Addis Ababa, Ethiopia (09 July 2022)

Between 2015 and 2050, demand for milk and beef in Ethiopia is estimated to grow by about 5.5 million tones and 0.9 million tons, or a 145 and 257% increase, respectively, with similar or higher growth rates anticipated for the demand for other animal source foods, according to FAO. Radical transformation is needed to meet such demands, but this change is anticipated to be rapid and, to some extent, unpredictable that existing policies and strategies might become inadequate in a few years’ time.

Any policy reform designed to encourage the adoption of best practices by actors along the livestock value chain should be founded on a thorough understanding of their business model. As a result, in Ethiopia, Africa Sustainable Livestock 2050 collaborated with the Ethiopian Society of Animal Production (ESAP) to understand and record the various business models along the cattle dairy overall supply chain nodes in two pilot (learning) districts – Ada’a and Sululta, which included both urban and rural administrations. The following are the key findings regarding the 3 major players in the industry.

Milk Producers- perform a range of activities from farm inputs preparation including buying of dairy cows or procurement of other critical inputs to handling and marketing milk.

  • Value Proposition: quality milk production and timely delivery
  • Key activities: routine husbandry activities (breeding, feeding, health monitoring) and milking, handling, transporting and marketing of the milk.
  • Partners: Feed suppliers and other input suppliers, veterinarians, government extension workers, cooperatives, NGOs, and customer
  • Customers: milk collectors/traders, milk processors and individual milk consumers, in order of importance
  • Channel: direct contact and word of mouth, telephone and scheduled meeting
  • Costs: feed costs (comprise up to 89% of the cost of production), salary and wage, veterinary and breeding costs, transportation, and utilities.
  • Resources: Feed, drugs, milking and collection utensils, sanitation materials, labor
  • Revenue streams: milk and milk products, sale of culled animals, and manure
  • Profit/Markup: 0.15-birr profit per every birr of cost (15% markup)

Milk Collectors- responsible for the trading of milk from producers to other actors

in the chain.

  • Value Proposition: delivering adequate volume and quality of milk on a regular basis
  • Key activities: testing for quality; seeking information on quantity, quality, hygiene, fat content, and adulteration; buying, assembling, and re-selling to different chain actors.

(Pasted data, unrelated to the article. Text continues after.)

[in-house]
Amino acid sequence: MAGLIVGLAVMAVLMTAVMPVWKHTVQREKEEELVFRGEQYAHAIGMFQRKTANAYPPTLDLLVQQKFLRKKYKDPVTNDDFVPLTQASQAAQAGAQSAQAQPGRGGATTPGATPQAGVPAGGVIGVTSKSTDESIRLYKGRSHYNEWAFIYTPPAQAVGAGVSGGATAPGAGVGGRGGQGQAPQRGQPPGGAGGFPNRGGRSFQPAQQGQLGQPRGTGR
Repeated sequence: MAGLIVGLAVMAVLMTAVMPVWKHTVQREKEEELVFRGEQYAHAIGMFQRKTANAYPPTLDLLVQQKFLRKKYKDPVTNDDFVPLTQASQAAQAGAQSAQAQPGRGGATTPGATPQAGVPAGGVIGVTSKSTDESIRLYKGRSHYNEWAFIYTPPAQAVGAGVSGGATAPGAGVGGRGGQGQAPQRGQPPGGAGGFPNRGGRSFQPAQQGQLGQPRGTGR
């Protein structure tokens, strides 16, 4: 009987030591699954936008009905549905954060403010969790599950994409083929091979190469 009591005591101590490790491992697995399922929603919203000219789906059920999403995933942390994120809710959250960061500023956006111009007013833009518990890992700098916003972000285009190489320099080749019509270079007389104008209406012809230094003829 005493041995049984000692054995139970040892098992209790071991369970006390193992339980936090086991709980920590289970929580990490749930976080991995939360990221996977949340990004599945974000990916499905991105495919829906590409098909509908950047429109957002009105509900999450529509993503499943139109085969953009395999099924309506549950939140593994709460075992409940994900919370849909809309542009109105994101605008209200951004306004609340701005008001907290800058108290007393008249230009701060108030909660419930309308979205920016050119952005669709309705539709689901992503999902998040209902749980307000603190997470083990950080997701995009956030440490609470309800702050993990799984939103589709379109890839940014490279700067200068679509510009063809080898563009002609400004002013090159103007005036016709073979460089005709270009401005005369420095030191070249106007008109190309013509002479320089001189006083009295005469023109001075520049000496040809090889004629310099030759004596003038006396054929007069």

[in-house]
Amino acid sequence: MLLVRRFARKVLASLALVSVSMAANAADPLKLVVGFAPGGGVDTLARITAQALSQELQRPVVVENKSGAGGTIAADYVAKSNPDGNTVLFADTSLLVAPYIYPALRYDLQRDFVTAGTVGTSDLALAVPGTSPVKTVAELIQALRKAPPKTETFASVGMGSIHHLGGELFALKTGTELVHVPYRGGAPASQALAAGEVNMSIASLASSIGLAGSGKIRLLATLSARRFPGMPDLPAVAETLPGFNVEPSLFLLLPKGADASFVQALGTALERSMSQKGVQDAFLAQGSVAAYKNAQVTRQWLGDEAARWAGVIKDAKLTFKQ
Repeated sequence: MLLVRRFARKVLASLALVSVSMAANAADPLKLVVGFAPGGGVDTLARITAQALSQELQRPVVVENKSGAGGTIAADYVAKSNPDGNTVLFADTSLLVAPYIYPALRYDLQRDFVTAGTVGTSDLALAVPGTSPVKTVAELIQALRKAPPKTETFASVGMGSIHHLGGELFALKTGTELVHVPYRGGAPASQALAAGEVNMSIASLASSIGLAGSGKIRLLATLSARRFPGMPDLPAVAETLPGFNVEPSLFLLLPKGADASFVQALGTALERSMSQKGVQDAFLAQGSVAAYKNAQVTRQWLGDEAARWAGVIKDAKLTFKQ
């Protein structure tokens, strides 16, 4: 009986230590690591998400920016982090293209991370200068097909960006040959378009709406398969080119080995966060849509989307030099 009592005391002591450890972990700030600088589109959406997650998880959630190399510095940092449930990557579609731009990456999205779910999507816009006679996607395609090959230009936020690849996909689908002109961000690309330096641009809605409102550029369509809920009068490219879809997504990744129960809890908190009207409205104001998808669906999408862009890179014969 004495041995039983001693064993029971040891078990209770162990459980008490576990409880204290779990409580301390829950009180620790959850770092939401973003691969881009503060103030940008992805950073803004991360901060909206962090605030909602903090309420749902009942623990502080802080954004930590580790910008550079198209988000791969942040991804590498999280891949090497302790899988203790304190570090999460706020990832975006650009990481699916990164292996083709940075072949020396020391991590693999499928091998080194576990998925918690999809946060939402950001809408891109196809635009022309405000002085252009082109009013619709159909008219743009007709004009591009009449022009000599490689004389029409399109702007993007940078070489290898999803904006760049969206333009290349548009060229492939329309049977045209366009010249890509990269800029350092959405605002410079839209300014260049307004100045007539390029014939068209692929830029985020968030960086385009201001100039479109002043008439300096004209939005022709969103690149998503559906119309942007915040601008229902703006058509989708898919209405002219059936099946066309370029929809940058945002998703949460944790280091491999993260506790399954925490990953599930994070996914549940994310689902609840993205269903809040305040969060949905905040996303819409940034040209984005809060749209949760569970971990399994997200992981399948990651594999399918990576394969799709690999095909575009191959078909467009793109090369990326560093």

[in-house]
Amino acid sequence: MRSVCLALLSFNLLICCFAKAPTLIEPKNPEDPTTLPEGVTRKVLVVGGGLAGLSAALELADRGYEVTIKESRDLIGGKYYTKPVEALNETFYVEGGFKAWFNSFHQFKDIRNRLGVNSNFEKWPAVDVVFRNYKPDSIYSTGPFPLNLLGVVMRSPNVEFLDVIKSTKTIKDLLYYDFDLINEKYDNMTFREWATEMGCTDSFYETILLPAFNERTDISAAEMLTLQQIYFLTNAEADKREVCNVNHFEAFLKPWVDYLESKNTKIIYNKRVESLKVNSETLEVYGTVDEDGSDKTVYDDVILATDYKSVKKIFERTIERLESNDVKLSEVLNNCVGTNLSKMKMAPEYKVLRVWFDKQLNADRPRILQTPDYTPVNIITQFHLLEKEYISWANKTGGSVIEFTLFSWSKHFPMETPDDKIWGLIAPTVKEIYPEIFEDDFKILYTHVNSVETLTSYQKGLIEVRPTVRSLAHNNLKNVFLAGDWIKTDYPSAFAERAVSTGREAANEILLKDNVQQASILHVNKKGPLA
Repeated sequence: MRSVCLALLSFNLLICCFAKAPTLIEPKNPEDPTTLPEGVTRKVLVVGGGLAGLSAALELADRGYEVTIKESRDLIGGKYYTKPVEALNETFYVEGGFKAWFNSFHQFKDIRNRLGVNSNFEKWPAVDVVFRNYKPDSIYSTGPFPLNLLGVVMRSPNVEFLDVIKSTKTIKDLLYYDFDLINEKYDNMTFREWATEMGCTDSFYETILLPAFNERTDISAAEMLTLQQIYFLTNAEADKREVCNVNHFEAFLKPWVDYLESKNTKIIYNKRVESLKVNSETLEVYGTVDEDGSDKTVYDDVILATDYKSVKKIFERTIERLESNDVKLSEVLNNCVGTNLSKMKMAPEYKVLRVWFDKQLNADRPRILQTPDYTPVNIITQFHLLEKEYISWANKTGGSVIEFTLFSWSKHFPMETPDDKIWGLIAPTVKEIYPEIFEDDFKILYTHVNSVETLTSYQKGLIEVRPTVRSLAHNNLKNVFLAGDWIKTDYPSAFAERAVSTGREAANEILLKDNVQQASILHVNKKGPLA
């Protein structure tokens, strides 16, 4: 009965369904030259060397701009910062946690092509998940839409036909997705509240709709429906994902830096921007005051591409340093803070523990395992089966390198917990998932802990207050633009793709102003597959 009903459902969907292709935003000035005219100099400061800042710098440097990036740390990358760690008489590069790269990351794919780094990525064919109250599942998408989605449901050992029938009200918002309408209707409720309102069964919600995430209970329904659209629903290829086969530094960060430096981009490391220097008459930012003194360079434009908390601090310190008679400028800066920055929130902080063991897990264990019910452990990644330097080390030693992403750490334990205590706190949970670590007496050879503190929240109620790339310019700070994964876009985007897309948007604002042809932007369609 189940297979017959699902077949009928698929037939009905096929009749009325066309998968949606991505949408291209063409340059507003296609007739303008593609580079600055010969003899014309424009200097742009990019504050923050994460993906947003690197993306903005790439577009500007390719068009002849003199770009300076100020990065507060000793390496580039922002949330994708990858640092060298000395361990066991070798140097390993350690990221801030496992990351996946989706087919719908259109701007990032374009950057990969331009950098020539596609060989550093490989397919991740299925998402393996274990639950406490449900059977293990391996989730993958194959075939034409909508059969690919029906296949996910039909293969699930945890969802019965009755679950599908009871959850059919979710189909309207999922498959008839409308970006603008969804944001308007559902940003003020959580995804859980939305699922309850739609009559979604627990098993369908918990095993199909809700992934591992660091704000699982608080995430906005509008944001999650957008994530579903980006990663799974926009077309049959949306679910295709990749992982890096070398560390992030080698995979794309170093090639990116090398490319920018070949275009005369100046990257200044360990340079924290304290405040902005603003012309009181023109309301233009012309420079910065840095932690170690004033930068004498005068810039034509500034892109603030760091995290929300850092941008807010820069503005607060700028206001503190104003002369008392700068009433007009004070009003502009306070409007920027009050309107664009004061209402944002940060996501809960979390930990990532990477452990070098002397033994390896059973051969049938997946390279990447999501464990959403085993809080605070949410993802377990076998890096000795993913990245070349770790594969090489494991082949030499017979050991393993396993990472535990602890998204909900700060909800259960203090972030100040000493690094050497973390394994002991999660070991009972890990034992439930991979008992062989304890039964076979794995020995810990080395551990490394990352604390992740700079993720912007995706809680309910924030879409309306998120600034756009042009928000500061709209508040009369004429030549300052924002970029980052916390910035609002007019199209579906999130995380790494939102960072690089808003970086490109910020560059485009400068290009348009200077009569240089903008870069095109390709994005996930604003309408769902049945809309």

• Partners: smallholder dairy producers, transport service providers,
  • Customers: mainly milk processors located in Addis Ababa and the surrounding cities, informal milk retailers, and urban milk shops
  • Costs: milk costs (lion share), transportation costs (secondly), testing and hygiene costs (smallest portion) A
  • Resources: Milk production potential, vehicle, milk collection utensils, milk chiller, labor
  • Revenue streams: bimonthly payment from milk processors and milk shops is the only and direct revenue stream
  • Profit/Markup: 0.18-birr per every birr spent (18% markup)

Milk Processors

  • Value Proposition: diversified milk products supply in regular time delivery with flexible payment systems
  • Key activities: milk chilling, pasteurization, packaging, product making, quality assessment, and milk standardization.
  • Partners: Milk suppliers, Ingredients suppliers, packaging suppliers, hygiene chemicals suppliers, government regulatory bodies and NGOs as supply chain support
  • Customers: supermarkets and minimarkets, kiosks, hotels and restaurants, and institutions
  • Costs: milk costs, packaging and ingredients, salary and wages, transportation costs, utilities (water and electricity), hygiene and sanitary supplies.
  • Resources: milk supply, ingredients supply for products, packaging materials, factory premises, processing machines, skilled staff, and working capital.
  • Revenue streams: pasteurized milk, yogurt (flavored, plain), cheese (cottage, provolone, mozzarella, Gouda), cooking butter, table butter, cream, etc.
  • Profit/Markup: 0.13-birr profit per every birr spent (13% markup)

The study concluded that ALL actors along the dairy value chain maintain a profitable business but that marginal changes in production practices could definitely improve profitability. Further, two business models have been observed as emerging functions in the dairy value chain.: chilling milk by cooperatives and individual milk collectors that transport milk over 400 km distance to processors (unlike the usual 100 km radius milk collection) and diversification of milk products to long-life milk products and functionality foods for export (unlike the conventional milk products).

To read the full research report, download the document using the link below:

Africa Sustainable Livestock 2050: Business models along the cattle dairy value chain in Ethiopia (


The opinions expresses here in the post "The Milk Industry in Ethiopia: Where it is Now and Where it is Headed" are those of the individua's contributor(s) and do not necessarily reflect the views of Business Info Ethiopia , BIE Intelligence PLC, its publisher, editor, or any of its other contributors.


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